The Uribes say that is just how she is. Aelin has autism — as does her older brother, Alfonso. And although the Uribes noticed differences with both of them when they were quite small, Alfonso, the oldest (now 12), wasn't diagnosed until he was 7. Aelin was diagnosed a few months ago — at the age of 11.

Alfonso and Aelin Uribe are victims of a nearly silent perfect storm.

The United States is in the midst of an autism epidemic. Twenty years ago, only one child in 100,000 was diagnosed with autism. That number's jumped to one in 150, according to a 2007 study from the Centers for Disease Control.

Twenty years ago, the only exposure most people had to autism was through Dustin Hoffman's role in the movie Rain Main. Now, autism has broken into popular culture. Bill Gates, the richest man alive, has been informally diagnosed with it. Some online autism forums claim Vincent van Gogh and Leonardo da Vinci. There are bestselling memoirs and movies. Celebrity Jenny McCarthy, whose son was diagnosed with autism, debates the causes and treatments with doctors on primetime television.

But chances are you still won't be seeing a Lifetime special on a Latino family's struggle with the disability.

That's because despite the fact that Latinos make up the fastest-growing minority population in the United States, Latino children are half as likely to be identified and served in the education system as Anglo children, according to 2007 U.S. Department of Education statistics. And most are identified only after they're enrolled in school — long after the critical window for early intervention has closed.

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10 comments
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karla
karla

I'm %100 sure, that whoever wrote those harsh comments have never experienced to have a son with Autism, it breaks your heart every minute every day & night! so pls everybody show some sympathy to Autistic children! dont be so harsh! it doesnt matter if illegal or citizens!

Stephanie
Stephanie

I can certainly empathize with these families and their children, however, it seems to me that a lot of their plight would be easily solved if they would bother to learn the friggin' language of the country they've decided to take up residency in. I have no qualms with immigration (I'm a first generation citizen myself) but what does bother me are the people that live here and choose not to learn the language and yet they expect to be catered to based on their laziness and unwillingness to learn. I'm a little tired of pressing one for English...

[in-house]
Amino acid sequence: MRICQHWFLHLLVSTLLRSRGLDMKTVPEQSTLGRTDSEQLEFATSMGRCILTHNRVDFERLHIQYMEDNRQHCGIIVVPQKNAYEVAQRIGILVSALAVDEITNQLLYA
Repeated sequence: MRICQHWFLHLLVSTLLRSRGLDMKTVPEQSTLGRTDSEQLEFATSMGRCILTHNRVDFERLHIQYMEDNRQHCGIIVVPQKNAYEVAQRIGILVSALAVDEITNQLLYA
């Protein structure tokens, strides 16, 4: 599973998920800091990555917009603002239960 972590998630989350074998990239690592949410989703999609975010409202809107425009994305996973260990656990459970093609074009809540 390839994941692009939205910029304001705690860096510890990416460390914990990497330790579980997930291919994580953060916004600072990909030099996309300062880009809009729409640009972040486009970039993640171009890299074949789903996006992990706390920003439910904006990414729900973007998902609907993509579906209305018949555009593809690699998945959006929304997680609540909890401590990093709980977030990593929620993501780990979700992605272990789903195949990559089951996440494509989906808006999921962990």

Bob
Bob

Awesome article! Kudos to Malia! The families that have these challenges deserve everyones support. I have worked with children with autism and they are great kids!

Good work!

Scott
Scott

Autism is a horrible disorder and I empathize with the victims and families. That's why I propose that the illegals be given opportunity to sign a release of medical records form before they are promptly deported, thus facilitating continuity of care. The healthcare provider listed on the form can then fax those records to Mexico's Health Dept. This is an appropriate level of care for anything less than a life-threatening emergency.

Leyla
Leyla

if they are here and legal, almost all dr's offices have a spanish speaking person there to translate. you will get help and yes sometimes it will take time.

as for undocumented and illegal immigrants....you come here expecting the world handed to you and get surprised when you actually have to ask for it in english....

doesn't charity start at home? why are there still thousands of AMERICANS who can't afford health care and we are all expected to feel bad when non americans don't get it?

J
J

Wow! I'm guessing these are the people that also call themselves Christians? What happened to love thy neighbor as thyself? Glad to hear how much hate there still is out there

Jeff
Jeff

How heart-breaking that illegal aliens don't get the finest of health-care here for their children. I'm sure they would prefer Mexico's social services better. Send them home for treatment.

Hank Hill
Hank Hill

Hey moron, can you effin read? The story is about how the undocumented AND United States born Americans who happen to be Hispanic/Latino/Spanish speaking aren't getting diagnosed with or treated for autism. So who exactly is getting catered to? Idiot. Do everyone - especially the gene pool - a favor and chug some Jack Daniels then go to sleep in some snow; please.

Lynda
Lynda

and again, we are catering to illegals. I understand their predicament and autism is a terrible thing, but we have children here in our own country who are american citizens and can't get help. Let the illegals go back where they came from and seek the help from THEIR government...stop coming into our country and expecting us to bow down to you...learn to speak the language, learn to work and pay taxes, become a U.S. citizen...otherwise go to your own country and ask them for help..